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Post-graduate study in Europe?


Replies to: Post-graduate study in Europe?

  • vanessamavanessama Registered User Posts: 311 Junior Member
    But after your post-graduate study, don't you need to figure out the employment info in Europe? like getting a work-permit etc
  • naurunauru Registered User Posts: 1,158 Senior Member
    When I mentioned differences in expenses at postgrad level I was talking about masters programs. A Ph.D would be funded anyway, regardless of whether you are in the US or continental Europe. At Oxbridge and a few UK unis, they actually expect some people to pay to do their Ph.D. That seems a bit absurd to me, but I suppose some people are really determined to get certain brand names on their CVs (or their parents just happen to have lots of spare cash lying around). For those hoping for a Ph.D, there are lots of possibilities for full funding, including the perks. What a lot of Americans don't realize is that much of the most ground-breaking research in Europe is carried out in research institutes which are normally joint ventures of several universities. This is part of the reason European universities do not rank so well in research output, since the research conducted in these institutes (which are funded by the participating universities) does not count toward the university's individual output, as far as I know.

    Anyway, for an American going for a Ph.d who has never lived abroad independently for more than a year, the best idea is probably to stay in the US. For a person without substantial international experience the costs in terms of administrative and cross-cultural headaches, and would probably outweigh any additional educational benefits and economic savings.
  • DespSeekPhdDespSeekPhd Registered User Posts: 991 Member
    I've gotten lots of funded offers for master's programs in the US.
  • quicksilver40133quicksilver40133 - Posts: 281 Junior Member
    Bruno, out of curiosity, do you have any information to back that up? I would be interested in reading an unbiased report on the matter, personally. Furthermore, what constitutes a "deeper level" of understanding, as you use the term? More theoretical or more practical, or more or less rigorous? I have reason to believe that, generally, the opposite is more true, regarding undergraduate education.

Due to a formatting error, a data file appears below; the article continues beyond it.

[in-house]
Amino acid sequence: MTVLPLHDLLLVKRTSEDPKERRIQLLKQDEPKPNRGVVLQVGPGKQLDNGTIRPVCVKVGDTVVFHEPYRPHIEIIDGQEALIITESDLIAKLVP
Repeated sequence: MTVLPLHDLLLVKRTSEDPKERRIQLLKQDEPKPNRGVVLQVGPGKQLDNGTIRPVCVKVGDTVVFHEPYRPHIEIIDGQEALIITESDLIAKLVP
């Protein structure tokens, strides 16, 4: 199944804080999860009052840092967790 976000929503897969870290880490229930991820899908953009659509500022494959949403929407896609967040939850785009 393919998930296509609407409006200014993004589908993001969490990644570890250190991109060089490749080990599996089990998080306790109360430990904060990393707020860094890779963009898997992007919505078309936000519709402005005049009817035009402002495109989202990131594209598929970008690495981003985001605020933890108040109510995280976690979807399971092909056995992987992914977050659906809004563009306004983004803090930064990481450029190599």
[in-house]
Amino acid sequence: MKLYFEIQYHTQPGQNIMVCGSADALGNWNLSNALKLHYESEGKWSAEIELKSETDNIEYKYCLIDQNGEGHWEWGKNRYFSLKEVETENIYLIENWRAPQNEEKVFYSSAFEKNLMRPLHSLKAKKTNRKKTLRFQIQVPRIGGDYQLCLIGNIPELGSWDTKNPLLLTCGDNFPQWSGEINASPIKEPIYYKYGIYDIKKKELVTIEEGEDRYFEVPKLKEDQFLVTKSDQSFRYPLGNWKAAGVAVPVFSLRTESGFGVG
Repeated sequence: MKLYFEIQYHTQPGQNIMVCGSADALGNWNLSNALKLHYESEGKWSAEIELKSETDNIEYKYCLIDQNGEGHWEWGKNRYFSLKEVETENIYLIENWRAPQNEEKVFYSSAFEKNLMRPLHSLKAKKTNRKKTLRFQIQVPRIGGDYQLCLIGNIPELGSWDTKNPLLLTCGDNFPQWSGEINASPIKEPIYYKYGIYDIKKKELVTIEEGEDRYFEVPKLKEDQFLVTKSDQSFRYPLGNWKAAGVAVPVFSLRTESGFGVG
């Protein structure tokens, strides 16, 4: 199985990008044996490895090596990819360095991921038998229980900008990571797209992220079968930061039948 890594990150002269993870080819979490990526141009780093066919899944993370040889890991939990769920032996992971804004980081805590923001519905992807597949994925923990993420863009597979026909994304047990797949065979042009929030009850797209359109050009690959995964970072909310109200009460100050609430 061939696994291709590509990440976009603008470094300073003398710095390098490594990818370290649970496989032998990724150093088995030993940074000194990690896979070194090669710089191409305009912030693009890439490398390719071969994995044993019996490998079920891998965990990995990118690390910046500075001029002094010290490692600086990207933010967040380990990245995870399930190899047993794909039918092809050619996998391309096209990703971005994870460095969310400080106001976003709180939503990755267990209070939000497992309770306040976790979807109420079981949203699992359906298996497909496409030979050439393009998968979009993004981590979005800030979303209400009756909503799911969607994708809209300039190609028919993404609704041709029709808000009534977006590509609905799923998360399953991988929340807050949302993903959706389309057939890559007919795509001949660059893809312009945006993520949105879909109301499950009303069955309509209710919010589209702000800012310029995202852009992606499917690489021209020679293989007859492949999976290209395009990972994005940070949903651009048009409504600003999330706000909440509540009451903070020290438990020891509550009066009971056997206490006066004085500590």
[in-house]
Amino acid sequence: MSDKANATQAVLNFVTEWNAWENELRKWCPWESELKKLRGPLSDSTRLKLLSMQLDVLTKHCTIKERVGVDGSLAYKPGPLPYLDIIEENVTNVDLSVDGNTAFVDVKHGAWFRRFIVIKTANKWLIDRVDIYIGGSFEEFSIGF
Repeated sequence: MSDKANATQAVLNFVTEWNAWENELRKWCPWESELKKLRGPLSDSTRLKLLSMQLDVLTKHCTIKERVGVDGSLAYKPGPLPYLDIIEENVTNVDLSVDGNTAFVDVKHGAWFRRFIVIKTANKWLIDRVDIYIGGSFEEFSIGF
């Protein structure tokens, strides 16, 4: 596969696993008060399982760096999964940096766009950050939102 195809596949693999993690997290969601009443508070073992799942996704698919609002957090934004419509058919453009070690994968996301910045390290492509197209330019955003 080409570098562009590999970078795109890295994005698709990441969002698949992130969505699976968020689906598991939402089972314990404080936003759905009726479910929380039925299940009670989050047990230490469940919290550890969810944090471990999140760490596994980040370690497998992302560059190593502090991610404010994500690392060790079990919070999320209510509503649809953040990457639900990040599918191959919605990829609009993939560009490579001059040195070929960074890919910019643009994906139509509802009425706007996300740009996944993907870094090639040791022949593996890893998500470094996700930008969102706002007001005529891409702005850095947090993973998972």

• bruno123bruno123 Registered User Posts: 1,390 Senior Member
    [Quicksilver] Basically more theoretical and far more advanced.

    Just to give you an example, the average engineering major in the US normally takes 3 semesters of calculus (including multivariable calculus), one semester of low-level applied linear algebra, one semester of elementary differential equations (mostly ODEs and perhaps a brief introduction to simple PDEs), and one semester of calculus-based probability and random variables with a brief introduction to random processes (perhaps discrete-valued Markov chains and basic Poisson processes). The really good students who enter college with several APs might, in a few really good schools like Caltech, MIT, or Harvard, take perhaps one course on introductory real analysis (basically calculus for real-valued functions of one real variable, but with a more theoretical perspective).

    By contrast, an "ing
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